It is an ungainly beast and its cry, as much a bleat as a roar, can pierce the air and is never easily ignored. There are far larger to be found, and far more beautiful. Some have voices that melt anger incite passion, alleviate pain. Some sing in a register so low touch and hearing are merged. Even this beast has its smaller kin, gentler, if not ever soothing, happy to fill a room, not a universe. But the great beast has always known its place, held in the arms of and cradled informal procession, carried forward into battle by the so-called Ladies from Hell.
Some people say religion is dead, or at least mortally wounded. In my generation, closer to death than puberty, there is some truth to that thought because God seems a whole lot less responsive these days, our peers beginning to fall like lemmings from the cliff. But the young clearly have found what has gotten so far away from us, and they have gone so far as to personalize God, something we never dared do for fear of hell for the wrath of our parents and loss of use of the car. Today, even in school and at the mall their faith is on display on their smart phone screens, secretly genuflecting each time they mention OMG.
We have mastered the art of making promises, we can do so without reflection. We are not certain why God seems so reticent to join us, we were created in His image, we are constantly told, yet even when we ask, no promises seem to be forthcoming from heaven. Some say God is far too busy to make even simple promises, for God would have to deliver on them, without fail, something we have never quite managed. Others say promises were what had us evicted from the Garden and we still have not learned our lesson, or so promise the priests and ministers who assure us our place in heaven can always be secured for eternity by a sufficiently large donation.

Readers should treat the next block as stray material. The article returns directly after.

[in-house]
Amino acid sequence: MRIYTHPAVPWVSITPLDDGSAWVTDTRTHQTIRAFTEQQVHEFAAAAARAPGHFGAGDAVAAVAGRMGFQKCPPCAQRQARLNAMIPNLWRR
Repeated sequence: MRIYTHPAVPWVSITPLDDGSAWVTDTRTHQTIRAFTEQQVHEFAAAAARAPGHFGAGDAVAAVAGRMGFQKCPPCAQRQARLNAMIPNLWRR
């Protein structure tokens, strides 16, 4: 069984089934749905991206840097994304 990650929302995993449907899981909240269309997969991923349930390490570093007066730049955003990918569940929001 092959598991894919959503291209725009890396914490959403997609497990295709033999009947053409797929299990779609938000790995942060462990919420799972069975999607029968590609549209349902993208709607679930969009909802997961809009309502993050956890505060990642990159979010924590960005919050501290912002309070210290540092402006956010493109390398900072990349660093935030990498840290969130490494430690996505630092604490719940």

If my mother was here she would ask me what I have to say for myself. Just this once, I would remain silent, for there is nothing that needs saying and she would be certain that if there were she should be the one to say it, but silence would drive her mad. So perhaps it is good that she is not here, that she did not ask, though if there is a heaven and hell, God or the devil will need to tell her what they have to say for themselves, or they will never, ever hope to hear the end of it.
In his dreams he is still marching across endless paved paths on an Air Force Base that might be Texas or might just be hell. In his recollection, in July there is virtually no difference between the two. He stirs each time his Drill Instructor bellows, which is every few minutes, likely seconds in this dream. He is sweating through his uniform, finds it absurd to be wearing high combat boots in the heat and humidity. But he realizes that he has enlisted in the Air Force, a four year hitch in the theater of the absurd. He awakens in a sweat and peers out the window at the building snow on the lawn.